Madonna, MDNA (2012)
The wink-wink drugs reference in the title is a little desperate and the slightly tatty vibe of a 50-something pioneer not really knowing what’s cool with the kids these days manifests most horribly in a duet with MIA, who seems to have been paid to appear by Madge only in order to make the elder statesperson of pop still appear relevant.
Choosing to dabble in the EDM arena feels, again, like the vicar arriving far too late at the school disco. Even producer William Orbit isn’t able to do much about empty-headed tracks like Gang Bang, which has an absolutely appalling spoken word outro from Madge where, in the worst vocal effort of her career, she fails miserably to sound edgy as she growls, ‘If you act like a bitch, you’re gonna die like a bitch’. Embarrassing.
Bruce Springsteen, High Hopes (2014)
Despite his advancing years, you can still depend on The Boss to imbue his albums and live shows with the requisite amount of blue-collar, hard-boiled intensity. Which makes this 2014 clanger even more of a strange anomaly. A tossed off collection of, mostly, cover versions seems to be run through with Bruce asking us ‘will this do?’ Utterly bereft of inspiration, this is the only album of his career where Springsteen genuinely comes across as an ageing irrelevance.
Arctic Monkeys, Humbug (2009)
In order to progress, it’s necessary for great artists to make ‘transitional’ albums. The Fab Four did it with Beatles for Sale and Bowie did it with his Station to Station and The Man Who Sold the World albums with far from disastrous results. So the same applies to Humbug. It’s far from irredeemable but, compared to what Alex Turner and co released both prior and since, it’s a weak effort. Josh Homme from Queens of the Stone Age was in the producers chair for this album in what should have been an inspired collaboration but actually, in hindsight, looks like a mistake.
The high-octane, literate pop of the first two albums is replaced by something much more po-faced and stodgy. The whole record has the unfortunate aroma of a band who, for the first time, appear to be taking themselves a little too seriously and, on ominously bleak tracks like Fire and the Thud, the Monkeys actually cross the line into dull.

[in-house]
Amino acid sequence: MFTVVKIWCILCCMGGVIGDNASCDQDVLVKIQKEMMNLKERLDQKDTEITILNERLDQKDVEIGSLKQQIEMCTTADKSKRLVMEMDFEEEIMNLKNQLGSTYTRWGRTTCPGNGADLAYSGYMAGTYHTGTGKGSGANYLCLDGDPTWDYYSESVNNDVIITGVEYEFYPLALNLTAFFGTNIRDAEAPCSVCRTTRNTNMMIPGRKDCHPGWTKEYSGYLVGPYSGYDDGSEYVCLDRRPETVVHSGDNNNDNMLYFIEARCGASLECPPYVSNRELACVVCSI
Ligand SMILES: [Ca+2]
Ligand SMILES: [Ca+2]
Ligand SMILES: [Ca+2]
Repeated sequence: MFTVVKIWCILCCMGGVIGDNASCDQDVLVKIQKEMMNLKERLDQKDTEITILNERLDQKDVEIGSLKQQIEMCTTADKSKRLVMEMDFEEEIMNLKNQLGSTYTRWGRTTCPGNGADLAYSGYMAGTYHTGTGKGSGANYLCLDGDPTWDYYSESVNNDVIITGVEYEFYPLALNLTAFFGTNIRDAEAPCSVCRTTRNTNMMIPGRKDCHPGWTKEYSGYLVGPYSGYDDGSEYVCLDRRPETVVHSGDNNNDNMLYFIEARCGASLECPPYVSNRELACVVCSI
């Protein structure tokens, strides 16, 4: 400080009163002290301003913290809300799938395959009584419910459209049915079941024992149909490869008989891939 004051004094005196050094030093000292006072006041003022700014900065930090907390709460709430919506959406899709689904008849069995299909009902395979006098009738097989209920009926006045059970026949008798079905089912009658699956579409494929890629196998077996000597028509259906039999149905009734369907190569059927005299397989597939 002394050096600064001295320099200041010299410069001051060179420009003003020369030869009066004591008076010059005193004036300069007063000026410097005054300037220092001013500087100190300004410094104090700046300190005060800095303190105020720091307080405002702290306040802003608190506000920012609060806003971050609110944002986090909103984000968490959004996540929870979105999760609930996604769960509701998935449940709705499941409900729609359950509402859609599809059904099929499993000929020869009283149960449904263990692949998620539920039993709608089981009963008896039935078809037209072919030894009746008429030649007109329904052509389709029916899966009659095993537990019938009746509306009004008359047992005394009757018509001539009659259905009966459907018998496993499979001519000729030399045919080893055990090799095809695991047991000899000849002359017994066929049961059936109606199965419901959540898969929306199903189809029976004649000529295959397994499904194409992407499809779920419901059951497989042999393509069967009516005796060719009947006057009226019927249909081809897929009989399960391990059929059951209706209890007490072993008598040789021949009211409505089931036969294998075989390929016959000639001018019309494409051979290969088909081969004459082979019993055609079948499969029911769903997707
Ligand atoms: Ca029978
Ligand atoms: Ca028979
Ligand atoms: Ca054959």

Elvis Presley, Raised On Rock (1973)
Most rankings of The King’s albums fill the bottom end with the increasingly threadbare soundtrack albums to his ever worsening 1960s movies. But this early 70s studio album really is wretched.
Having just conquered the world via satellite with the Aloha From Hawaii show, expectations were high that Elvis had got his mojo back. But this album is a dirge of exceptionally weak song writing, filled with tepid ballads and a title track with lyrics that list Elvis’ favourite songs. Yet he fails to do any justice to Hound Dog and Johnny B. Goode in what is a singularly overblown, stodgy slab of tedium. The whole record is an appalling slog to listen to, with the worst thing being that there was no subsequent recovery. This album marks the beginning of the end when Presley’s chronic weight gain and drug addiction really started to take its toll.
David Bowie, Tonight (1984)
When Bowie made Let’s Dance with Nile Rodgers in 1983, he found himself playing the biggest stadium gigs of his entire career. Uneasy with his late (he was almost 40 at the time) entry into truly mainstream pop, Bowie made a rare misstep and, rather than quickly shape shift, he drafted in Iggy Pop to make another album which, in retrospect, looks like little more than an attempt to cash in on the previous year’s success.
Tonight has none of the sodium-lit malodorous airs of Iggy and Bowie’s 1970s Berlin collaborations. Instead, sax blasts and unfathomable cover versions of God Only Knows fill out an album which leaves listeners feeling that they’ve been horribly short changed. For the first, and only time in his career, this is a Bowie album that feels tacky.